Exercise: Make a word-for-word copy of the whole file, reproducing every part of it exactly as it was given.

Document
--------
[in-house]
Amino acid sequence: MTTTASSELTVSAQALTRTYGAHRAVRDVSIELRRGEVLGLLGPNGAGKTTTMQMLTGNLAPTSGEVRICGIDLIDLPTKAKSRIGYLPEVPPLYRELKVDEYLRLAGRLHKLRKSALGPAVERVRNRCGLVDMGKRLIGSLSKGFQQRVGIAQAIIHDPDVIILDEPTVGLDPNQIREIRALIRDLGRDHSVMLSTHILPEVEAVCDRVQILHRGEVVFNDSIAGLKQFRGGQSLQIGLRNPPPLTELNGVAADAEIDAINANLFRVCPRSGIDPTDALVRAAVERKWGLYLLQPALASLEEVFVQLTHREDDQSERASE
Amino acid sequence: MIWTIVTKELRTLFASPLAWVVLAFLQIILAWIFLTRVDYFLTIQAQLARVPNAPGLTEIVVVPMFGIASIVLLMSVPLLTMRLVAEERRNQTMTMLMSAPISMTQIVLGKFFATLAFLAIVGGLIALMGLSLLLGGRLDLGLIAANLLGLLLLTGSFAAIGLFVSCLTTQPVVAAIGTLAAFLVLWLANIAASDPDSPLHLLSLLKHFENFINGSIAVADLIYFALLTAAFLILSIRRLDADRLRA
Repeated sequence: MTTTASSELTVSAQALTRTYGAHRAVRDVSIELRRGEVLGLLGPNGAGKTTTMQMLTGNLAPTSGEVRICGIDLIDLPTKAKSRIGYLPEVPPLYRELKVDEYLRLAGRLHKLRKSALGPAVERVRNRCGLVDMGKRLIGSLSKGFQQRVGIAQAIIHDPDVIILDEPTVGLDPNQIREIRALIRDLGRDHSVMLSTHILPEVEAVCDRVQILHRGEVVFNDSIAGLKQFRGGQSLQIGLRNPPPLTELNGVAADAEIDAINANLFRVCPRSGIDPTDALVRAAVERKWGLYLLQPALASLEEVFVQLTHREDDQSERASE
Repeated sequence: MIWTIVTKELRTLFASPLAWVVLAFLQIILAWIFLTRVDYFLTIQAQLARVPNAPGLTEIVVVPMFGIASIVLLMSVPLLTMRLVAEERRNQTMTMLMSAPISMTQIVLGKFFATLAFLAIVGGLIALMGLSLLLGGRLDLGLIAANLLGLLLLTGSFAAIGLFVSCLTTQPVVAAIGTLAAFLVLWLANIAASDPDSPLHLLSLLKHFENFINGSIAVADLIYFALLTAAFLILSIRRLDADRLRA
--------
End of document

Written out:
[in-house]
Amino acid sequence: MTTTASSELTVSAQALTRTYGAHRAVRDVSIELRRGEVLGLLGPNGAGKTTTMQMLTGNLAPTSGEVRICGIDLIDLPTKAKSRIGYLPEVPPLYRELKVDEYLRLAGRLHKLRKSALGPAVERVRNRCGLVDMGKRLIGSLSKGFQQRVGIAQAIIHDPDVIILDEPTVGLDPNQIREIRALIRDLGRDHSVMLSTHILPEVEAVCDRVQILHRGEVVFNDSIAGLKQFRGGQSLQIGLRNPPPLTELNGVAADAEIDAINANLFRVCPRSGIDPTDALVRAAVERKWGLYLLQPALASLEEVFVQLTHREDDQSERASE
Amino acid sequence: MIWTIVTKELRTLFASPLAWVVLAFLQIILAWIFLTRVDYFLTIQAQLARVPNAPGLTEIVVVPMFGIASIVLLMSVPLLTMRLVAEERRNQTMTMLMSAPISMTQIVLGKFFATLAFLAIVGGLIALMGLSLLLGGRLDLGLIAANLLGLLLLTGSFAAIGLFVSCLTTQPVVAAIGTLAAFLVLWLANIAASDPDSPLHLLSLLKHFENFINGSIAVADLIYFALLTAAFLILSIRRLDADRLRA
Repeated sequence: MTTTASSELTVSAQALTRTYGAHRAVRDVSIELRRGEVLGLLGPNGAGKTTTMQMLTGNLAPTSGEVRICGIDLIDLPTKAKSRIGYLPEVPPLYRELKVDEYLRLAGRLHKLRKSALGPAVERVRNRCGLVDMGKRLIGSLSKGFQQRVGIAQAIIHDPDVIILDEPTVGLDPNQIREIRALIRDLGRDHSVMLSTHILPEVEAVCDRVQILHRGEVVFNDSIAGLKQFRGGQSLQIGLRNPPPLTELNGVAADAEIDAINANLFRVCPRSGIDPTDALVRAAVERKWGLYLLQPALASLEEVFVQLTHREDDQSERASE
Repeated sequence: MIWTIVTKELRTLFASPLAWVVLAFLQIILAWIFLTRVDYFLTIQAQLARVPNAPGLTEIVVVPMFGIASIVLLMSVPLLTMRLVAEERRNQTMTMLMSAPISMTQIVLGKFFATLAFLAIVGGLIALMGLSLLLGGRLDLGLIAANLLGLLLLTGSFAAIGLFVSCLTTQPVVAAIGTLAAFLVLWLANIAASDPDSPLHLLSLLKHFENFINGSIAVADLIYFALLTAAFLILSIRRLDADRLRA